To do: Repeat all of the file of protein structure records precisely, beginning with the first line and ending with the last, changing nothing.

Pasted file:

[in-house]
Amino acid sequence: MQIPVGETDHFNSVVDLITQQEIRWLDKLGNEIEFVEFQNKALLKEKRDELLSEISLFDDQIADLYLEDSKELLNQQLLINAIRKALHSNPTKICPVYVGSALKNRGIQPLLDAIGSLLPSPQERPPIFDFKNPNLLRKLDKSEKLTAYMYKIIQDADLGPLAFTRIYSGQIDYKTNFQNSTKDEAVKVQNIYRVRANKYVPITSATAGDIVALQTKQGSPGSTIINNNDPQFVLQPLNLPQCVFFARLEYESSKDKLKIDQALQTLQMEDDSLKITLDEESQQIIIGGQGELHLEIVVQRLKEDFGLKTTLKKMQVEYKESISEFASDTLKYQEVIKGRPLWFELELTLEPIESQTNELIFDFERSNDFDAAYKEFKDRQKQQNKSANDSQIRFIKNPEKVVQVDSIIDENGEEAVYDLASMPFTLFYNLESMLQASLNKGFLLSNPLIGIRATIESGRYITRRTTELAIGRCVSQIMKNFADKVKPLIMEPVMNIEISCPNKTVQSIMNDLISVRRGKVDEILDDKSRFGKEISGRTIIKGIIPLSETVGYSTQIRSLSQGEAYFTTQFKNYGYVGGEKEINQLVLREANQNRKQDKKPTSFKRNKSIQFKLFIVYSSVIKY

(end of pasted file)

[in-house]
Amino acid sequence: MQIPVGETDHFNSVVDLITQQEIRWLDKLGNEIEFVEFQNKALLKEKRDELLSEISLFDDQIADLYLEDSKELLNQQLLINAIRKALHSNPTKICPVYVGSALKNRGIQPLLDAIGSLLPSPQERPPIFDFKNPNLLRKLDKSEKLTAYMYKIIQDADLGPLAFTRIYSGQIDYKTNFQNSTKDEAVKVQNIYRVRANKYVPITSATAGDIVALQTKQGSPGSTIINNNDPQFVLQPLNLPQCVFFARLEYESSKDKLKIDQALQTLQMEDDSLKITLDEESQQIIIGGQGELHLEIVVQRLKEDFGLKTTLKKMQVEYKESISEFASDTLKYQEVIKGRPLWFELELTLEPIESQTNELIFDFERSNDFDAAYKEFKDRQKQQNKSANDSQIRFIKNPEKVVQVDSIIDENGEEAVYDLASMPFTLFYNLESMLQASLNKGFLLSNPLIGIRATIESGRYITRRTTELAIGRCVSQIMKNFADKVKPLIMEPVMNIEISCPNKTVQSIMNDLISVRRGKVDEILDDKSRFGKEISGRTIIKGIIPLSETVGYSTQIRSLSQGEAYFTTQFKNYGYVGGEKEINQLVLREANQNRKQDKKPTSFKRNKSIQFKLFIVYSSVIKY